Why Lush Cosmetics is leaving the “dark and dangerous alley” of social networks – .

Why Lush Cosmetics is leaving the “dark and dangerous alley” of social networks – .

Lush Cosmetics will shut down its social media accounts later this week in a bid to get tech companies to make online platforms safer.
The British retailer, which sells bath and body products and has a strong presence in Canada, on Monday announced plans to stop posting to Instagram, Facebook, TikTok and Snapchat by Friday.

The company, which has likened social media to “a dark and dangerous alley,” said the deactivation decision is intended to address consumers’ mental health concerns and will not be overturned unless the platforms are released. sure.

“There is now overwhelming evidence that we are put at risk when we use social media,” Lush co-founder Mark Constantine said in a press release.

“I’m unwilling to expose my clients to this harm, so it’s time to take it out of the mix. “

Facebook, Instagram and TikTok declined to comment on the campaign, while Snapchat did not immediately respond to a request for comment.

Instead of using the platforms, Lush will invest in new ways to connect and, for now, can still be found on Twitter and YouTube.

Lush had previously attempted to quit social media in 2019 with only his UK accounts, but returned when the COVID-19 pandemic began.

Lush is now reinstating the deactivation and applying it to the 48 countries in which it operates, as its “resolution has been bolstered” by information from whistleblowers who recently exposed the harms young people face due to algorithms and “loose regulation”.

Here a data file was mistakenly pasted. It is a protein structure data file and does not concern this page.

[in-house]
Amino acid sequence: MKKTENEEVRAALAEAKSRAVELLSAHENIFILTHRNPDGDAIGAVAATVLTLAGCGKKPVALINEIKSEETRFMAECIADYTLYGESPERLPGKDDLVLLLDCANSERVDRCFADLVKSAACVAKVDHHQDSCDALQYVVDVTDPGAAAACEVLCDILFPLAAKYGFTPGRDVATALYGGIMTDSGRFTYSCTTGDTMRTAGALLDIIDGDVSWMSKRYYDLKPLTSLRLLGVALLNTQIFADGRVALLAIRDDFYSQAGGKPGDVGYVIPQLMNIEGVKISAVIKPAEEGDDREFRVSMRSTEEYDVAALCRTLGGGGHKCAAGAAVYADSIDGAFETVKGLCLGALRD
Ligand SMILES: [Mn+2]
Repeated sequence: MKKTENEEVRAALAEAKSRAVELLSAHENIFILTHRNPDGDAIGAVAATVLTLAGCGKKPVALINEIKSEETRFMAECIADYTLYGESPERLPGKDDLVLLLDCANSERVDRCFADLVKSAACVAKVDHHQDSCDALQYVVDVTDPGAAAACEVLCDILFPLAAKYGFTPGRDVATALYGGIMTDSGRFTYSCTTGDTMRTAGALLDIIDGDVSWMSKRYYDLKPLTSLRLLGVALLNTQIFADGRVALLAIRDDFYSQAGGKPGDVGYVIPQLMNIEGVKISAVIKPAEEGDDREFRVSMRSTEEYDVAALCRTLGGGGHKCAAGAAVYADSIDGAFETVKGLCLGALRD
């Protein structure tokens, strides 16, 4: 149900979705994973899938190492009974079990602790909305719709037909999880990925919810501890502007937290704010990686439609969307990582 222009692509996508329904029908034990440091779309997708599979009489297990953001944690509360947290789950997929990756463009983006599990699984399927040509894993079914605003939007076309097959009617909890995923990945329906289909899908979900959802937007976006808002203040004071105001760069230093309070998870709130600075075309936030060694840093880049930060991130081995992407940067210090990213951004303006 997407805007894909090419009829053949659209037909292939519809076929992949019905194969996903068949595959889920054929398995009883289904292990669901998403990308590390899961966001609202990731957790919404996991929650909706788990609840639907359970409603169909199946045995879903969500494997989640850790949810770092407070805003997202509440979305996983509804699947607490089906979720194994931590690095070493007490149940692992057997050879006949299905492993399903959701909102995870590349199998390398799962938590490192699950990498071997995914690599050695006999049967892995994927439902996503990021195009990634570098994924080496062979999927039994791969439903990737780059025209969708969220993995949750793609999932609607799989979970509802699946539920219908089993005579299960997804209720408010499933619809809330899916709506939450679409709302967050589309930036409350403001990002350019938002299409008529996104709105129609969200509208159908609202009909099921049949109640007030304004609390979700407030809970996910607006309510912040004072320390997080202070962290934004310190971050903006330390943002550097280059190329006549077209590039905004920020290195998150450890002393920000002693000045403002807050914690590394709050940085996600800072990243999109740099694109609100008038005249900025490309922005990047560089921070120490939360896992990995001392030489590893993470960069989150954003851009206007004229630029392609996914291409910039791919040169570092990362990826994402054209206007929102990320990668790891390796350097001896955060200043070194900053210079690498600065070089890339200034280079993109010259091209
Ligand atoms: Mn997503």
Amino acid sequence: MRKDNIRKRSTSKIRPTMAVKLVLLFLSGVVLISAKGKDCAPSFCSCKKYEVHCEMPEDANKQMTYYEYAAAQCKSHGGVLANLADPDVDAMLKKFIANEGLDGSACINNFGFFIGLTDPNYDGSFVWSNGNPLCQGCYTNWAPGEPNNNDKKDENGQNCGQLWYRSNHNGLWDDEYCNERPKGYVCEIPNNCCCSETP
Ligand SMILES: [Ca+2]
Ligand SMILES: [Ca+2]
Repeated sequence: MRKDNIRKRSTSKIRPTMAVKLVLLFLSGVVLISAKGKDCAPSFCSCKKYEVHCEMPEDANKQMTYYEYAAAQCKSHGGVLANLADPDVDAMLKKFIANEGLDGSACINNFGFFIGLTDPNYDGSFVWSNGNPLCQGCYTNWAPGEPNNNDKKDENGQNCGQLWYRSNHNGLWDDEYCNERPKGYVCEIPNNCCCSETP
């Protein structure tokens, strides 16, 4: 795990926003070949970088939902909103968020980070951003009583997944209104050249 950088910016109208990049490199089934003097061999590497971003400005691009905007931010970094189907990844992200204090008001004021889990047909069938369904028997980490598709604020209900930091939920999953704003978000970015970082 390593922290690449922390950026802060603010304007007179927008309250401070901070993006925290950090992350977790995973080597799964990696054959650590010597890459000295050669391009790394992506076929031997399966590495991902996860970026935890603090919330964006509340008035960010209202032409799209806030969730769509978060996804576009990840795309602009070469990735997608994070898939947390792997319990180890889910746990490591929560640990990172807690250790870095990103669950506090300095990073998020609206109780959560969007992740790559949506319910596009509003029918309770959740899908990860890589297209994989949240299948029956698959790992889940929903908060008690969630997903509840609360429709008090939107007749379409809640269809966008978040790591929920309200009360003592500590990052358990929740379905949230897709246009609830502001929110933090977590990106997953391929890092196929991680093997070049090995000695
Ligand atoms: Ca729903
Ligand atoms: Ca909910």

Backlash against the growth of Facebook

In recent months, Facebook whistleblower Frances Haugen has accused the company of prioritizing user engagement and growth over online safety.

Documents from the former Facebook data scientist suggest the social media giant was aware of the damage caused by its products and has often done little or nothing to mitigate it.

Amid the growing backlash against disinformation and the spread of hate across the platforms of social media giants, CBC News this month announced it was shutting down Facebook comments on most of their posts, citing the improvement in good. -being and mental health of the public and its staff.

Courtney Radsch, a senior member of the Center for International Governance Innovation, said it was difficult to say how successful Lush will be with his deactivations because he did not publish a specific list of requests from social media companies.

Getting the platforms to act, she said, is usually “long work” made more difficult because “a few social media platforms have taken the world hostage by becoming the walled gardens where everything takes place. our communication ”.

Companies have already tried to push Facebook to adopt more consumer-friendly policies, but the tech giant has not caved in.

For example, Vancouver-based sportswear companies Lululemon Athletica Inc., Mountain Equipment Co-op, and Arc’teryx removed their paid ads from Facebook in July 2020 as part of a global StopHateForProfit boycott backed by Coca-Cola, Unilever, Honda America, Patagonia and more. .

Companies wanted to boycott Facebook because they believed it had not done enough to keep racist, bogus, and dangerous content or white supremacists from its platform.

The StopHateForProfit website said studies completed since the boycott found that “no platform has made significant structural changes” and that Facebook has made the least progress in responding to coalition demands.

So far, Lush has had no other business to fight, which could blunt the effectiveness of the campaign.

“Businesses will be waiting to see what kind of coverage this generates in terms of free media earned for Lush versus having to spend on advertising just over the holiday season,” Radsch said.

“And of course, they’ll also want to see the impact on sales and revenue from traffic. “


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